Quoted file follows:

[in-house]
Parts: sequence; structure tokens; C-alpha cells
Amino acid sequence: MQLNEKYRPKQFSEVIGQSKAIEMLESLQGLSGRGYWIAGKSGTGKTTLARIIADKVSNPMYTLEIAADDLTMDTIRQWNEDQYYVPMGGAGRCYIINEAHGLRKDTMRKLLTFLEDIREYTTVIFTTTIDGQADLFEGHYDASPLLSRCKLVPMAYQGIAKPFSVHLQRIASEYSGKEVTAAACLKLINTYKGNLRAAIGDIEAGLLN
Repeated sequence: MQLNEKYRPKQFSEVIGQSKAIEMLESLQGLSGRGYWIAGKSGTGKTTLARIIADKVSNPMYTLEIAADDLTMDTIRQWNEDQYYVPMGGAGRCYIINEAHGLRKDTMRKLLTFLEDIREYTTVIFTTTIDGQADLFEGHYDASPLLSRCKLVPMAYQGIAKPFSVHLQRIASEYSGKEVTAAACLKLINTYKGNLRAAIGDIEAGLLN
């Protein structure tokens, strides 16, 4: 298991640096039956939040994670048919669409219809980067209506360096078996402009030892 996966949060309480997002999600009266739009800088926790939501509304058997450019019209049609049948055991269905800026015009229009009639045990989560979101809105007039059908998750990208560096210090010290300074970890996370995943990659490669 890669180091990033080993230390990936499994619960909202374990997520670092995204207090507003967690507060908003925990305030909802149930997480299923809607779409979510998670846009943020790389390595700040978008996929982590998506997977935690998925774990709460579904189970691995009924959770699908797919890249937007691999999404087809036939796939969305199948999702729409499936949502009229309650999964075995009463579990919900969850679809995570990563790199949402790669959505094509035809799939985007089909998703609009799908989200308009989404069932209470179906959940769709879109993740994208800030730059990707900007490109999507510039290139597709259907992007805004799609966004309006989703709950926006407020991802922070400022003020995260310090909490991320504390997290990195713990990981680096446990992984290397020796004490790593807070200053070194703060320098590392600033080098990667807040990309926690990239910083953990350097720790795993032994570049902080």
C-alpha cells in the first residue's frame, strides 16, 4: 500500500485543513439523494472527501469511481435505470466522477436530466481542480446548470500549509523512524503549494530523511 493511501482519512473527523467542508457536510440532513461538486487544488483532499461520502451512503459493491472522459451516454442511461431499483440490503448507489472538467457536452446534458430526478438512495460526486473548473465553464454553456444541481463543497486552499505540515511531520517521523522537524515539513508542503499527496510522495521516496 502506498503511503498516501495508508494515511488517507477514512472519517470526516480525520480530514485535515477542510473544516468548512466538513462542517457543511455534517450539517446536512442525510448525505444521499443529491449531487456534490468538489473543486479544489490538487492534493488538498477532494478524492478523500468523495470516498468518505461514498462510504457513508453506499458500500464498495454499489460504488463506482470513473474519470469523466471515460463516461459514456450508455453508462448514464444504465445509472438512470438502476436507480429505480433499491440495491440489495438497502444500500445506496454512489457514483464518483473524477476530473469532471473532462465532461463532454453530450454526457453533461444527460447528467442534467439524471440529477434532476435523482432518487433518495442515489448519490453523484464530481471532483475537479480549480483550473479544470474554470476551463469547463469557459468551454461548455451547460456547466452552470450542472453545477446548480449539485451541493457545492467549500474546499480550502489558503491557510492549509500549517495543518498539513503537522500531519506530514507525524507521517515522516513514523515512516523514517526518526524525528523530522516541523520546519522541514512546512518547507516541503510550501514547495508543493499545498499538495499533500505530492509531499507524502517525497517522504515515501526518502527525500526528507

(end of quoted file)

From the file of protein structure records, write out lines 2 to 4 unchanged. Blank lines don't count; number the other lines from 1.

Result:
Parts: sequence; structure tokens; C-alpha cells
Amino acid sequence: MQLNEKYRPKQFSEVIGQSKAIEMLESLQGLSGRGYWIAGKSGTGKTTLARIIADKVSNPMYTLEIAADDLTMDTIRQWNEDQYYVPMGGAGRCYIINEAHGLRKDTMRKLLTFLEDIREYTTVIFTTTIDGQADLFEGHYDASPLLSRCKLVPMAYQGIAKPFSVHLQRIASEYSGKEVTAAACLKLINTYKGNLRAAIGDIEAGLLN
Repeated sequence: MQLNEKYRPKQFSEVIGQSKAIEMLESLQGLSGRGYWIAGKSGTGKTTLARIIADKVSNPMYTLEIAADDLTMDTIRQWNEDQYYVPMGGAGRCYIINEAHGLRKDTMRKLLTFLEDIREYTTVIFTTTIDGQADLFEGHYDASPLLSRCKLVPMAYQGIAKPFSVHLQRIASEYSGKEVTAAACLKLINTYKGNLRAAIGDIEAGLLN